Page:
Static Stability

The problem of stability was my biggest challenge in the early days. It wasn't something I paid much attention to, and then I wondered why my rockets weren't flying upwards.

There are two points on a rocket one must look at when dealing with stability:

The center of gravity is simply the balancing point on the rocket. The center of pressure is the point where the drag forces are equalized. This can be visualized by imagining a weathervane:

The reason the weathervane points into the wind is because there is more drag on the rear when the wind blows, so the rear swings backwards. However, if the CP was in the same place as the CG:there would be no rotation, because the drag on one side of the CG would equal the drag on the other side.


But how large should the margin between them be?

There are a few guidelines to go by for a stable rocket:

-The CG should be at least one diameter of the rocket forward of the CP. This is called caliber stability, and 1 caliber equals 1 body diameter:

However, it won't help any to have the stability be more than 2 or 3 calibers. In fact, it could hurt stability (but that's getting into dynamic stability, which would have to be another post).

-The length of the rocket should be at least 10 calibers, but some say 12. In other words, the length to diameter ratio should be greater than 10:1.

-There are 3 ways to increase the margin between the CG and CP: 1) Add more weight to the nose (not a very good way, unless you're dealing with a scale model) 2) Increase the fin are (Tip: The best way is to increase the span, not the length. The farther from the rocket body, the less turbulent the air, so the fin is more effective). 3) Lengthen the body tube.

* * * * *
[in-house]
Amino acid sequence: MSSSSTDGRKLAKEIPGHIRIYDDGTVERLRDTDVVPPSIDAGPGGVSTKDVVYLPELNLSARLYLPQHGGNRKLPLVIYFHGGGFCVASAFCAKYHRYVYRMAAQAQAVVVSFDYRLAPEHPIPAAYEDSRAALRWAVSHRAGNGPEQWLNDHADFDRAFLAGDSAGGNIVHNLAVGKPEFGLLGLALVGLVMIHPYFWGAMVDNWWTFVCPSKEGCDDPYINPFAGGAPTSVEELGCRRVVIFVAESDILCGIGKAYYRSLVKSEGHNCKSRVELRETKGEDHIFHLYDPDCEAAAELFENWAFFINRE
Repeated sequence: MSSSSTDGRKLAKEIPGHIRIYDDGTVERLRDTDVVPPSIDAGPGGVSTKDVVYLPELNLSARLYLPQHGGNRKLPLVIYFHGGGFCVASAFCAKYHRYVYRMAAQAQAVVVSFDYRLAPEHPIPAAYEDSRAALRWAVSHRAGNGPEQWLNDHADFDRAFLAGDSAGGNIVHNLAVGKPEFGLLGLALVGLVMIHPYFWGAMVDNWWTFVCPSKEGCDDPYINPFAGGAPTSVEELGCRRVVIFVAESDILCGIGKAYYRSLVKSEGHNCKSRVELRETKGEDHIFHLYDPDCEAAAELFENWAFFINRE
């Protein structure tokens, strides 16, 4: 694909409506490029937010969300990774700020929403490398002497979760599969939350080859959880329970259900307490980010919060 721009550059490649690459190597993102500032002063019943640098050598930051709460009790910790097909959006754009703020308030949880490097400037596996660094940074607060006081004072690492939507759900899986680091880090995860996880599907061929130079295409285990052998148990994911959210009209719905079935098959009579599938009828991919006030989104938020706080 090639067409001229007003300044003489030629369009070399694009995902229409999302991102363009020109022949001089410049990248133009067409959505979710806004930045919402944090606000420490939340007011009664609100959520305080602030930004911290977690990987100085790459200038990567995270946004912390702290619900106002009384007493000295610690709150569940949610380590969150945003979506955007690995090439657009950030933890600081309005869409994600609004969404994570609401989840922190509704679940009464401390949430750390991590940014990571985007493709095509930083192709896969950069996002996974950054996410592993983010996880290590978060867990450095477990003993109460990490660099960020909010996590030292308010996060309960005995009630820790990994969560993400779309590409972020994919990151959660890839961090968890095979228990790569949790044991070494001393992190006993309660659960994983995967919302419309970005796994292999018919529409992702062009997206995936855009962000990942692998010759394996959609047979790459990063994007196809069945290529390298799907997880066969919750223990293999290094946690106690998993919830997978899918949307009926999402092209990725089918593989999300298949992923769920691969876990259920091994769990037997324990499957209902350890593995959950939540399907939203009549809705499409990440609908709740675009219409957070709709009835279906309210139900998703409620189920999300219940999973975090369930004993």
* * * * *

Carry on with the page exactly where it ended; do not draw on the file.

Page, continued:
So how do you find out what the CG/CP margin is on a rocket? Well, to find the CG all you have to do is balance the rocket on a straight edge. But finding the location of the CP is a little more complicated...

One not very accurate way is to use the center of lateral area as the CP. To do this, make a 2D cardboard cutout of the rocket, and then balance it to find the CG. Then compare it with the CG of the actual rocket. This is an okay way to calculate stability. However, it turns out that the CP is even more complex than that.

You see, the center of lateral area is the CP when the rocket is flying at an angle of attack of 90 degrees (i.e. the aiflow is perpendicular to the rocket). That's the concept of dynamic stability: When the rocket is exposed to real flight conditions, the CP location will travel, depending upon the angle of attack.

There are equations that determine the position of the CP under actual flight conditions, known as the Barrowman equations. To learn how to use these equations, click here. They look complicated at first, but they're pretty straightforward if you know how to use simple arithmetic. Just plug in the numbers and the location of the CP appears.

As a third alternative, download some rocket design software to aid you with stability calculation. Rocket design software usually does much more than this, but they are an excellent and pretty reliable way of determining stability. To learn more about rocket design software, click here.

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